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Bongo

Does anyone remember a game called Sim Safari? Circa 1998? I sure do! That game taught me all about the wide wide world of African antelopes. And ever since I picked up that game so many years ago, the Bongo has been one of my all time favorites.

Why the Bongo? Well, I'd be lying if I didn't mention their striking looks. That reddish brown coat! Those stripes! Those fabulous twisted horns! Their absolutely adorable calves! Plus, an anonymous source thinks they look like Cinnabons.
But they are also the largest of all mountain antelopes, and one of the largest antelope species overall, with males capable of reaching 900lbs despite being only about 4 feet tall. They are also fairly unique in that both that males and females of the species sport those snazzy horns. And speaking of those horns, when Bongo's run (they are actually pretty darn fast) they flatten their head and horns back, which can cause bald patches on their backs from all the rubbing. The distinctive run is even seen in the young ones, as this video clearly shows.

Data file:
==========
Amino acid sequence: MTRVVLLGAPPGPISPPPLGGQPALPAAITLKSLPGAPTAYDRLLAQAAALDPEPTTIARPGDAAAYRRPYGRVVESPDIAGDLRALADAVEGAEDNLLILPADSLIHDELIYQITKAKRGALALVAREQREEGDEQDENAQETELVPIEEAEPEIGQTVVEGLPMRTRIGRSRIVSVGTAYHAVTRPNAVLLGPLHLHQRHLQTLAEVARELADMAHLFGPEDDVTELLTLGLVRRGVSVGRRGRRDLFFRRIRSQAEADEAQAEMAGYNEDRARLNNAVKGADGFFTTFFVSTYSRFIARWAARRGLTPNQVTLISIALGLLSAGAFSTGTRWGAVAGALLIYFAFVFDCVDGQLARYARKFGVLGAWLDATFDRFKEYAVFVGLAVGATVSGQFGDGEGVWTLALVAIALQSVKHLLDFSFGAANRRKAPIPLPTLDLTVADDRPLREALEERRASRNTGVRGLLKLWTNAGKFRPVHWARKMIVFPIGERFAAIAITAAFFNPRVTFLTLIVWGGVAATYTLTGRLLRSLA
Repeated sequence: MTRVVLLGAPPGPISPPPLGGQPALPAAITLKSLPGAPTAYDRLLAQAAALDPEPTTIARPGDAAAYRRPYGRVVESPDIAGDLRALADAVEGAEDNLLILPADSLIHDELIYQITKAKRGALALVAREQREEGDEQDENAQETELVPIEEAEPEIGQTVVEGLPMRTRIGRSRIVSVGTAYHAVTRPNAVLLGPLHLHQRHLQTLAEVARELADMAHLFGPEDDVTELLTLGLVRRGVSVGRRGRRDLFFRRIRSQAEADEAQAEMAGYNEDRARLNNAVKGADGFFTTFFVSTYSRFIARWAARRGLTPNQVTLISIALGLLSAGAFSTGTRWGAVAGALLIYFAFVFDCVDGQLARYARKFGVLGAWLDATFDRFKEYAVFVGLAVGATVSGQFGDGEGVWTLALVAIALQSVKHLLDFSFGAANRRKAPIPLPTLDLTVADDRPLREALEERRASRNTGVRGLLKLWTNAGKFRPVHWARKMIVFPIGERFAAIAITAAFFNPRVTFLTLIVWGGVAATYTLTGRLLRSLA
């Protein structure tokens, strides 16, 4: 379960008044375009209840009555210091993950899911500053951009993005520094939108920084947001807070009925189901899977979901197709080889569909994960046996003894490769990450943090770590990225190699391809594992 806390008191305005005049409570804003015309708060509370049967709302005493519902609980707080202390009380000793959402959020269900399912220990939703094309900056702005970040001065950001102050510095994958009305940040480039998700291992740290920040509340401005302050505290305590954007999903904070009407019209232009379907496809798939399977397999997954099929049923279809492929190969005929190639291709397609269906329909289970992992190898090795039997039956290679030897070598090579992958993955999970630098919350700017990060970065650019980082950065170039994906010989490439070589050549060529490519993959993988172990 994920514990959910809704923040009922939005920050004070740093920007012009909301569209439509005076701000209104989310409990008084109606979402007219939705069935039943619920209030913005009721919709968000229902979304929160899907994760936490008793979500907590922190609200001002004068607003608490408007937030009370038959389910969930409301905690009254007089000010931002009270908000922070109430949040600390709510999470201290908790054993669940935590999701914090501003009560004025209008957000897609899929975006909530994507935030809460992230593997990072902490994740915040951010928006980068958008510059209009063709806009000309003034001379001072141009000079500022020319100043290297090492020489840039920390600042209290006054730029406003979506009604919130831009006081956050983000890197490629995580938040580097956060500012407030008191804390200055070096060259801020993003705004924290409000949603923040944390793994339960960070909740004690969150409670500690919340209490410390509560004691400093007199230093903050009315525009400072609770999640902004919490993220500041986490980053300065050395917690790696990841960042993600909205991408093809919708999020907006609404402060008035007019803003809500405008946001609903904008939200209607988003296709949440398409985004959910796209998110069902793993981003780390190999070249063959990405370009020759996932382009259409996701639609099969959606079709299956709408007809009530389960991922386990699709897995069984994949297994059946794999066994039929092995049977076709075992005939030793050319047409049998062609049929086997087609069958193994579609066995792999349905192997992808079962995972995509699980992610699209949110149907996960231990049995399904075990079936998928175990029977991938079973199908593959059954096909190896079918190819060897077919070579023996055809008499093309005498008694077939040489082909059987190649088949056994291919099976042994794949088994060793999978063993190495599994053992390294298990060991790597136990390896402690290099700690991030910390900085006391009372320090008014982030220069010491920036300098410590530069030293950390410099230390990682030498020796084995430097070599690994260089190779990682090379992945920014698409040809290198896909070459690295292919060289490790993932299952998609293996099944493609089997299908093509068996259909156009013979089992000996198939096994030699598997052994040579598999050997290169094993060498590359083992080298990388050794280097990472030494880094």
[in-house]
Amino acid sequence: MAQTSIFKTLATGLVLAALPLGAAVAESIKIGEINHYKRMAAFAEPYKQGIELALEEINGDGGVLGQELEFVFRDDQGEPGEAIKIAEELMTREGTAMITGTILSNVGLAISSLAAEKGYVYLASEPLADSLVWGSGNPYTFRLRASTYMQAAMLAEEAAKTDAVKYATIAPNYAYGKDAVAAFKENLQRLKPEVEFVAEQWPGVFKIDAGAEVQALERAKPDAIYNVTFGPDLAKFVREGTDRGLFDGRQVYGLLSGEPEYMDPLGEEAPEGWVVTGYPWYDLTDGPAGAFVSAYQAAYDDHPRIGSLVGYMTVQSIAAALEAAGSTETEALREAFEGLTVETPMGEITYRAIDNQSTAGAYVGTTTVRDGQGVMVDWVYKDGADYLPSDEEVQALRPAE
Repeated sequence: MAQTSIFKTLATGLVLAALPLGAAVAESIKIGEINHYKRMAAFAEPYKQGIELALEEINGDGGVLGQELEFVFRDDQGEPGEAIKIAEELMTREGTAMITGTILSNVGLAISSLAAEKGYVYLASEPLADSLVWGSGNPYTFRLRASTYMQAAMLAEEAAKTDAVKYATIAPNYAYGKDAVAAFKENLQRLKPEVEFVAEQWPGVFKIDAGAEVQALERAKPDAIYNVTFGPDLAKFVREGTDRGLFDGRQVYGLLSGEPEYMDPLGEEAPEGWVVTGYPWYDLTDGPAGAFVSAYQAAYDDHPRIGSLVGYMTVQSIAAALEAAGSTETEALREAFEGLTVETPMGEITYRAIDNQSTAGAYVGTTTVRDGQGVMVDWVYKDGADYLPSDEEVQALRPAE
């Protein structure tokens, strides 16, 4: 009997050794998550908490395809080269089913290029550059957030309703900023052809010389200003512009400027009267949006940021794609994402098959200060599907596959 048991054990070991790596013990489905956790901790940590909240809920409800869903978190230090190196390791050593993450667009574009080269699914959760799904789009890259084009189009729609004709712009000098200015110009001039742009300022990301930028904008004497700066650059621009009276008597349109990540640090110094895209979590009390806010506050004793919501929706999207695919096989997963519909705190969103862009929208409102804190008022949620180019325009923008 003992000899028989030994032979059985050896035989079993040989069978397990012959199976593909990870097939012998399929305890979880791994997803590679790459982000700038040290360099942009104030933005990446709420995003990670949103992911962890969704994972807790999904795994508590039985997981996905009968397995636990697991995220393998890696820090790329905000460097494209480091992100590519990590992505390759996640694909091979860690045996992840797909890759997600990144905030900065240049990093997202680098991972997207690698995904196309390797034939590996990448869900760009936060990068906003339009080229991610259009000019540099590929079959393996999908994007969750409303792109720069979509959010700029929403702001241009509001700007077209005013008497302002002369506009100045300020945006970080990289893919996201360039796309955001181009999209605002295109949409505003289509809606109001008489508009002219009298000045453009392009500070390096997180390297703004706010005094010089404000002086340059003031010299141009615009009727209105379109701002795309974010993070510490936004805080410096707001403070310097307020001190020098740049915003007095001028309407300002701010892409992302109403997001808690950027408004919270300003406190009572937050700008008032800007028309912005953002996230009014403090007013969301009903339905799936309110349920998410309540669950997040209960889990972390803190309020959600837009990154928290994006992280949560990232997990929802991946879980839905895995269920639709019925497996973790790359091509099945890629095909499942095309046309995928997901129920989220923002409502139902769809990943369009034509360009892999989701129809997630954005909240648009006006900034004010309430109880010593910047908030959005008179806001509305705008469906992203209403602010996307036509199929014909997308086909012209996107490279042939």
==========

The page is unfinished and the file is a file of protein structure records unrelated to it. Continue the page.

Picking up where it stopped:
There are actually two different subspecies of Bongo, the western/lowland Tragelaphus eurycerus eurycerus, and the eastern/mountain, Tragelaphus eurycerus isaaci. They are pretty similar to one another, the major differences being the location of the habitat and the coat vibrancy. (mountain Bongo's win that prize) They are very solitary creatures overall, males live alone while females might be found in small bands of less than ten.

The western/mountain fellows are actually really endangered, with only about 100 estimated in the wild. But organizations like the Saint Louis Zoo are working to get them reintroduced. Recently they, and 12 other zoos worldwide, released some captive born specimens in hope to bring the wild numbers back up.

And rolling back to the topic of animal simulation games... Zoo Tycoon 2 rocks faces. (Bongos are in it too)
picture from National Geographic

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